A Video Game for Cyber Security Training and Awareness
Cone, Benjamin D.
Irvine, Cynthia E.
Thompson, Michael F.
Nguyen, Thuy D.
MetadataShow full item record
Although many of the concepts included in cyber security awareness training are universal, such training often must be tailored to address the policies and requirements of a particular organization. In addition, many forms of training fail because they are rote and do not require users to think about and apply security concepts. A flexible, highly interactive video game, CyberCIEGE, is described as a security awareness tool that can support organizational security training objectives while engaging typical users in an engaging security adventure. The game is now being successfully utilized for information assurance education and training by a variety of organizations. Preliminary results indicate the game can also be an effective addition to basic information awareness training programs for general computer users (e.g., annual awareness training.)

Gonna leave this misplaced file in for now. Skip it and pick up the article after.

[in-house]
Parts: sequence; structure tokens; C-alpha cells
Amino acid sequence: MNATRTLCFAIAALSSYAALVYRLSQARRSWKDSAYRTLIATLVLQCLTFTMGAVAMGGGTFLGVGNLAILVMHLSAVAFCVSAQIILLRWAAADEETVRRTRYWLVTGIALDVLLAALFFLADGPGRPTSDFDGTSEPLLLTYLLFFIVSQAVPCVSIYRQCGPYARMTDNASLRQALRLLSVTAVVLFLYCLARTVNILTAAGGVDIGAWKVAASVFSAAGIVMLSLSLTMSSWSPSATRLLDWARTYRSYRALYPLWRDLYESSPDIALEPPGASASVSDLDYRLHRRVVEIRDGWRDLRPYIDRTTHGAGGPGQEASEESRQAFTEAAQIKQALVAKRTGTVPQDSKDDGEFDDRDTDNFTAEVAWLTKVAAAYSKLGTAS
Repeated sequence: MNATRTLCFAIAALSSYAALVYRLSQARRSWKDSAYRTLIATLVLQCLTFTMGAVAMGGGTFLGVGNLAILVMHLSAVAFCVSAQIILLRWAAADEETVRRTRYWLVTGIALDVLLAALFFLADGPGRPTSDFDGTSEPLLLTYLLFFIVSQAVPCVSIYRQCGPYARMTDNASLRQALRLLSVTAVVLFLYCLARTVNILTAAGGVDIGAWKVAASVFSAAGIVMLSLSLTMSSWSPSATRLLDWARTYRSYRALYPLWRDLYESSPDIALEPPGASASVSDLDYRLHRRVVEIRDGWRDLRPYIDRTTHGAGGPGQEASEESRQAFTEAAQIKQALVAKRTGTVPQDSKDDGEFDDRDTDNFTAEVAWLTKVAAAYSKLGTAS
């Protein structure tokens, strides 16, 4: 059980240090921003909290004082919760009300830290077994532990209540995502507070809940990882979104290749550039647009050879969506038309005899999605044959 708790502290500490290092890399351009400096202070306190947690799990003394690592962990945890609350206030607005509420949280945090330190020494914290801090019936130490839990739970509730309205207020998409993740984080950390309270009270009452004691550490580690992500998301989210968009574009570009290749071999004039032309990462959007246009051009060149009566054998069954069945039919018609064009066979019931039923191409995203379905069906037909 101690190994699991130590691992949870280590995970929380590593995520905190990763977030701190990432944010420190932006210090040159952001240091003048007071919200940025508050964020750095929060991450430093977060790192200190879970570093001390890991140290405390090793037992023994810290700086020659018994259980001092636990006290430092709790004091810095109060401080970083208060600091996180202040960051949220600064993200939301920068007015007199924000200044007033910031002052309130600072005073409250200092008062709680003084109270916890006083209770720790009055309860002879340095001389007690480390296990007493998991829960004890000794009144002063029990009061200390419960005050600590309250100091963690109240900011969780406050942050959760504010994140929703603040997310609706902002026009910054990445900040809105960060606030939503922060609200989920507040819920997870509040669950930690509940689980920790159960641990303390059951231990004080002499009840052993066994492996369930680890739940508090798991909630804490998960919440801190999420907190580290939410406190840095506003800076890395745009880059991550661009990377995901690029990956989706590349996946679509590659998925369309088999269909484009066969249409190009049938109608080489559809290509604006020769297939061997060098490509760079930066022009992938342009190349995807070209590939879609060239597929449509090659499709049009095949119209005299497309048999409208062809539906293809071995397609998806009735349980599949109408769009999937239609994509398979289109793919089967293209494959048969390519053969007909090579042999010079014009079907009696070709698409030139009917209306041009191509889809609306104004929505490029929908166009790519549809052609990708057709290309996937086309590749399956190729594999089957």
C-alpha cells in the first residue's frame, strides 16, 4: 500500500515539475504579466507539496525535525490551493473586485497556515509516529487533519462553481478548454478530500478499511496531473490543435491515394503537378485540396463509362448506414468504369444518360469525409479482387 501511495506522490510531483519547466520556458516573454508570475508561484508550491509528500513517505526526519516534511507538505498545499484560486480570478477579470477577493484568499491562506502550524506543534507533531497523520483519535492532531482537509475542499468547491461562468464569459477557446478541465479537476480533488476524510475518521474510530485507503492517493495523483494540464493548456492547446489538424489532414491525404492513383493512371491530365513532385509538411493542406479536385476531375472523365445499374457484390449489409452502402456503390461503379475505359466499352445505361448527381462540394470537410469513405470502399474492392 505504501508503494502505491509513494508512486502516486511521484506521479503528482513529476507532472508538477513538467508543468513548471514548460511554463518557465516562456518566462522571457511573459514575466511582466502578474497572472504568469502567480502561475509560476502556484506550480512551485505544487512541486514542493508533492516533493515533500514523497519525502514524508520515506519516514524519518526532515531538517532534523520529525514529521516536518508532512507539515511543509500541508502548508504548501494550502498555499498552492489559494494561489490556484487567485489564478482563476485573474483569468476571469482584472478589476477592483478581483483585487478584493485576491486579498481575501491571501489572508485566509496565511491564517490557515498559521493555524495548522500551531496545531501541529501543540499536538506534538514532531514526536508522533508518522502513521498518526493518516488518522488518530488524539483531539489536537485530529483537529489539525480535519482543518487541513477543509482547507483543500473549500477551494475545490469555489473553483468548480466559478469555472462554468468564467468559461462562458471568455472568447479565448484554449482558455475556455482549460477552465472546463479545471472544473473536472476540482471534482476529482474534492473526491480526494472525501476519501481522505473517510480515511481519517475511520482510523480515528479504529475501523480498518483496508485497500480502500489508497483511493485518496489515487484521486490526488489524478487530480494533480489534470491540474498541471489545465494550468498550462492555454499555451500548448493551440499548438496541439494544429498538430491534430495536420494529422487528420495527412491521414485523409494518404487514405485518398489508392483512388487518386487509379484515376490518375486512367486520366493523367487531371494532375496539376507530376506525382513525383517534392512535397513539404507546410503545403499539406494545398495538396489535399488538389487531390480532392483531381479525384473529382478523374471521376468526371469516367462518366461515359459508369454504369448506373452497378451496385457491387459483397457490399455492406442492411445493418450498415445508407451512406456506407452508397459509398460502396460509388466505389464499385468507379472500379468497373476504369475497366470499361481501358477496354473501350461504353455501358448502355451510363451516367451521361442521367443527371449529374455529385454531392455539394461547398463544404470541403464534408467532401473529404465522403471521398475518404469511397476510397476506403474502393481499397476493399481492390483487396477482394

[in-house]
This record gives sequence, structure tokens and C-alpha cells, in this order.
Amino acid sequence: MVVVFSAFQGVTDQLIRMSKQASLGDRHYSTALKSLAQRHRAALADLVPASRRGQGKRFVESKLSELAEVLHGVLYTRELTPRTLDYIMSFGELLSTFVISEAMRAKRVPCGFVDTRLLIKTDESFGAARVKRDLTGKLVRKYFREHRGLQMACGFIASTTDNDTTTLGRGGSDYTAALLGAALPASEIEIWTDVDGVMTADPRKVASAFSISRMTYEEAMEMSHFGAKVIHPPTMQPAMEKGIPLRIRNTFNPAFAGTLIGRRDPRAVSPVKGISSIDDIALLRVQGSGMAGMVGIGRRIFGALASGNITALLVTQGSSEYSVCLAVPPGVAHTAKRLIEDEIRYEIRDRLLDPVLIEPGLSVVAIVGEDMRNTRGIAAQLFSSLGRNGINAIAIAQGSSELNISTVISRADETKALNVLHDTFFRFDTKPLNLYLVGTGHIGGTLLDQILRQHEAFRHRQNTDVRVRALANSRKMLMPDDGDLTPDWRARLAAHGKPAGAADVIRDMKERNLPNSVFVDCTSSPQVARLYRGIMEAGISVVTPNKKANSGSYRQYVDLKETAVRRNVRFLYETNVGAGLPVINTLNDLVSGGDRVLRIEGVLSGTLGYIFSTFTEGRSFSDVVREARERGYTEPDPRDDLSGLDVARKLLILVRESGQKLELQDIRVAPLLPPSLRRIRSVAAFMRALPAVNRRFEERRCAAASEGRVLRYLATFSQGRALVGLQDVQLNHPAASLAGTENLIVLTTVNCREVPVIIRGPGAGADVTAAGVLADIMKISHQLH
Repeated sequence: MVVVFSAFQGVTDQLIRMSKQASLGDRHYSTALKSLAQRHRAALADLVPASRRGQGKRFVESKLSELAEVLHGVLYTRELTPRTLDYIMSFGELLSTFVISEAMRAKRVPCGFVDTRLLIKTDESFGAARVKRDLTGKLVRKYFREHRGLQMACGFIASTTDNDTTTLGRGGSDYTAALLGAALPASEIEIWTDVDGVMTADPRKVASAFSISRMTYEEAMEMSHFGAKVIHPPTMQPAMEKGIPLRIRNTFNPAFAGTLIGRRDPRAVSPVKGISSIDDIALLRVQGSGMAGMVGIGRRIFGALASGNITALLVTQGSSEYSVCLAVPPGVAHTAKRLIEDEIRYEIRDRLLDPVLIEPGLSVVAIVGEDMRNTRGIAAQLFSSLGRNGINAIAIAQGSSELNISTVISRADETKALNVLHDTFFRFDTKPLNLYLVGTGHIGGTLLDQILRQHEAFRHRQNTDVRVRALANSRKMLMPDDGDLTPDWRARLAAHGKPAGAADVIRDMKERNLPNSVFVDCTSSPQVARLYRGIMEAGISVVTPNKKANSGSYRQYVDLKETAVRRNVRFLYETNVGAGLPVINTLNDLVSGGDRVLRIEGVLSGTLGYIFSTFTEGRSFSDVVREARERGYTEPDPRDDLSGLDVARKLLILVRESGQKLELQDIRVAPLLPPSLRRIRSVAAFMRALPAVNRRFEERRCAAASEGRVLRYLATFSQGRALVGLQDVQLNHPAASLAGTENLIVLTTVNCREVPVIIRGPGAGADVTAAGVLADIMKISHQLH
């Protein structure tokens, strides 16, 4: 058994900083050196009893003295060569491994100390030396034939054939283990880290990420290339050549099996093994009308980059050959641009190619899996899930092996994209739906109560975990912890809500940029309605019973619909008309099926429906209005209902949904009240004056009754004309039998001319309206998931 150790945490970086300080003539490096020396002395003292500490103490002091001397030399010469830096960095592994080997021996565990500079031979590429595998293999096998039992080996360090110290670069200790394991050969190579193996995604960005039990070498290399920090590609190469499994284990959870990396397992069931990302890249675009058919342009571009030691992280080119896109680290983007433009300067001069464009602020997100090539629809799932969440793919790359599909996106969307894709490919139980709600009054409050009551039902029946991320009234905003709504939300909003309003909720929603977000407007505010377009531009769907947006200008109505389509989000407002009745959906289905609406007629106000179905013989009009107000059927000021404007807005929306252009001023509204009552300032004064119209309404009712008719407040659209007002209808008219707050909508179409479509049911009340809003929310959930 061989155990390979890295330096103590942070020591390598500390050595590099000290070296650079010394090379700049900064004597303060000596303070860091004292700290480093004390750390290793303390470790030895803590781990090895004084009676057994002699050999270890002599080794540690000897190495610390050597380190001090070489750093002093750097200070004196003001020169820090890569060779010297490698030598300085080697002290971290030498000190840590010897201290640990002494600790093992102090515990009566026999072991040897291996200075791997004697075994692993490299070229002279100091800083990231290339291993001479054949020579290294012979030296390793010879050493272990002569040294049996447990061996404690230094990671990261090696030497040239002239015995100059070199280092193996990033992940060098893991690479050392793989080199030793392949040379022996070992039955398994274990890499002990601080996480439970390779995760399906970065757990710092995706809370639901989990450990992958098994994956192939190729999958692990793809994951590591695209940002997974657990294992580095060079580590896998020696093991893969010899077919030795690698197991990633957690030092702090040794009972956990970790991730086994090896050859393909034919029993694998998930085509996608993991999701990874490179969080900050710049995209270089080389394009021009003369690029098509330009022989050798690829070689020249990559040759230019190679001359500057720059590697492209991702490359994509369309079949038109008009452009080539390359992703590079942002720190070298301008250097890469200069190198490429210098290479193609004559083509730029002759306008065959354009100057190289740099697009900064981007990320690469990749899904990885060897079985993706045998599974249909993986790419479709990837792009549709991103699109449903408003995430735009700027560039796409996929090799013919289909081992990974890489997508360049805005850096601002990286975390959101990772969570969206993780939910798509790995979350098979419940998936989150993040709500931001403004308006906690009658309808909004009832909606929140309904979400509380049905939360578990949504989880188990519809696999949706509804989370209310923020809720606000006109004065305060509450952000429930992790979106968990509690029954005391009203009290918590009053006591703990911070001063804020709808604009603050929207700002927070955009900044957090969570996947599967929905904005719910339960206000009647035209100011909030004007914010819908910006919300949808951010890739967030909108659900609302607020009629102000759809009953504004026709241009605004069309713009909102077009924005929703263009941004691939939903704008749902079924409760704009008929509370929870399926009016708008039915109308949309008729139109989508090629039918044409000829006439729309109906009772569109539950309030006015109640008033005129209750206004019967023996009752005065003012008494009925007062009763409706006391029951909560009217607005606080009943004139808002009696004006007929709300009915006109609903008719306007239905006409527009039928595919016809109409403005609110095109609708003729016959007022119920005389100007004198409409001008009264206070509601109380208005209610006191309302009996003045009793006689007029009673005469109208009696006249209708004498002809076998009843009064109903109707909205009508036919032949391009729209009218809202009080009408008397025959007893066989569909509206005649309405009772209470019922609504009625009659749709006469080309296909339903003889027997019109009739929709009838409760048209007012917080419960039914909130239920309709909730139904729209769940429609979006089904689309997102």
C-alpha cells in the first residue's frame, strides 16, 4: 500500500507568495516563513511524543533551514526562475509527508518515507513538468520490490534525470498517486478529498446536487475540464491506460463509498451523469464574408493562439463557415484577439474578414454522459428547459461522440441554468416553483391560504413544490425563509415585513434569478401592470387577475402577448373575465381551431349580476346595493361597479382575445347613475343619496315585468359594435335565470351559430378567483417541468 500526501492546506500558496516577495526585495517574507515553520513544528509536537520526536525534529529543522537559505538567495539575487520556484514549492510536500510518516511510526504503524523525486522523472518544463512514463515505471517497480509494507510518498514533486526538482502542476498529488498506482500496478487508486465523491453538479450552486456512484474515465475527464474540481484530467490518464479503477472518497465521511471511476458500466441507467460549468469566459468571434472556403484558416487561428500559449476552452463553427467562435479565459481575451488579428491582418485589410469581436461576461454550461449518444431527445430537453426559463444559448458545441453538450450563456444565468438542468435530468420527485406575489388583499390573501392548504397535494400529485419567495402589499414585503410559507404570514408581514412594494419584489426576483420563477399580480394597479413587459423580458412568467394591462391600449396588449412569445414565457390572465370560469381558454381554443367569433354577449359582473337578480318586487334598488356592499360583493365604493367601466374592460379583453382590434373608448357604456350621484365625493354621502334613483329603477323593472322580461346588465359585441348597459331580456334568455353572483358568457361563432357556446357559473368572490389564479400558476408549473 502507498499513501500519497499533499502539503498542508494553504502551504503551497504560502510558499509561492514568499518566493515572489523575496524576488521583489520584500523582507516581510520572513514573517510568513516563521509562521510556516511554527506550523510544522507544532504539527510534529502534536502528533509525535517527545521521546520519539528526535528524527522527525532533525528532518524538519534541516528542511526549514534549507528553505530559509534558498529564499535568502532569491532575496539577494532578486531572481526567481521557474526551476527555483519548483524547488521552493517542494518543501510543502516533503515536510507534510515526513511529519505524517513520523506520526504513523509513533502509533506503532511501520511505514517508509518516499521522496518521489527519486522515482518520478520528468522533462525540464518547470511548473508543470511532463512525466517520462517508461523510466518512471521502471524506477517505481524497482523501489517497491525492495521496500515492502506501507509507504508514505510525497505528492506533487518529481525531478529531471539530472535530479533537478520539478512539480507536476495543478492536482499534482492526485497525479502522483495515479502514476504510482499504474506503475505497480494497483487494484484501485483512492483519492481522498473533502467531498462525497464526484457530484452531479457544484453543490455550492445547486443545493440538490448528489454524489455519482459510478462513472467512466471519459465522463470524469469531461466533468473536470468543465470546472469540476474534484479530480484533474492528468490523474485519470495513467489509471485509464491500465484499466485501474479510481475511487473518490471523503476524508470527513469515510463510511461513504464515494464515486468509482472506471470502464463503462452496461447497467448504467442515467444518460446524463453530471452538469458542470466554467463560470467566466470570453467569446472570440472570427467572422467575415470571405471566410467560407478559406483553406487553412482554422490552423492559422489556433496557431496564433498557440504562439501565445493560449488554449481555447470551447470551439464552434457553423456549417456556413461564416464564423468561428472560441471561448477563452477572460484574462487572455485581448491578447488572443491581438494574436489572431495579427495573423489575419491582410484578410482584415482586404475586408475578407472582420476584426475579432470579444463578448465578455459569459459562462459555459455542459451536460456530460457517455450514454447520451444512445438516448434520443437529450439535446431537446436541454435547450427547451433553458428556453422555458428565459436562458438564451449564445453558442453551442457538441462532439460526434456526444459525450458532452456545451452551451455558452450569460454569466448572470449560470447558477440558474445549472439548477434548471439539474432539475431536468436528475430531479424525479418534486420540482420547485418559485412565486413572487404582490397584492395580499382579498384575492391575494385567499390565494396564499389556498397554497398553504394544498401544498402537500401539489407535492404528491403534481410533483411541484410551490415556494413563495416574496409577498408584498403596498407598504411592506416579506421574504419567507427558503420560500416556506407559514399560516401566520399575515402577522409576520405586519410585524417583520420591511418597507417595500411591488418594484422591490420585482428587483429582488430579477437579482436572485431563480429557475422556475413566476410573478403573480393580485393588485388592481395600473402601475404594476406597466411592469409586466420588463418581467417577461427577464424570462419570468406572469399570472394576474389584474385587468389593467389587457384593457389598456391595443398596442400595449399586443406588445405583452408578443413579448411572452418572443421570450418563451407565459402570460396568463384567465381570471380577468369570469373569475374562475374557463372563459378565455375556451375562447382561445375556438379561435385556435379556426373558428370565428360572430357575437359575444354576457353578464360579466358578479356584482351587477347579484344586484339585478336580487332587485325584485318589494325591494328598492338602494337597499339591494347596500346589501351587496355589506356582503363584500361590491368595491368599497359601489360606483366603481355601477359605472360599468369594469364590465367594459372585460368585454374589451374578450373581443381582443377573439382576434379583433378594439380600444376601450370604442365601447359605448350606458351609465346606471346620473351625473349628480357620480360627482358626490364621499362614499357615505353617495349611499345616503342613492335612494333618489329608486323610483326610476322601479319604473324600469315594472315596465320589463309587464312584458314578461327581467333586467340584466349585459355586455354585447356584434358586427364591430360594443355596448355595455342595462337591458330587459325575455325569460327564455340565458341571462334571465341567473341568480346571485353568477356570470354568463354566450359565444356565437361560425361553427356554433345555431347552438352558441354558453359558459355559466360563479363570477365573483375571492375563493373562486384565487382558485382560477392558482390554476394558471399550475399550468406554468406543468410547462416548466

RightsThis publication is a work of the U.S. Government as defined in Title 17, United States Code, Section 101. Copyright protection is not available for this work in the United States.
Showing items related by title, author, creator and subject.
Verification and Validation of the Malicious Activity Simulation Tool (MAST) for Network Administrator Training and Evaluation Neff, Justin M. (Monterey, California. Naval Postgraduate School, 2012);The DoD currently employs red teams to conduct network infiltration and security training for network administrators and operators. Red Teams provide the most realistic and thorough training to defend against real-world ...
Irvine, Cynthia E.; Thompson, Michael F.; Allen, Ken (Naval Postgraduate School (U.S)., 2005-03-00);Good security is not intrusive and can be almost invisible to typical users, who are often unaware of or take it for granted. However, good security practice by user populations is a critical element of an organization's ...
Irvine, Cynthia E.; Thompson, Michael F.; Allen, Ken (Rivermind, Inc., 2005);Good security is not intrusive and can be almost invisible to typical users, who are often unaware of or take it for granted. However, good security practice by user populations is a critical element of an organization's ...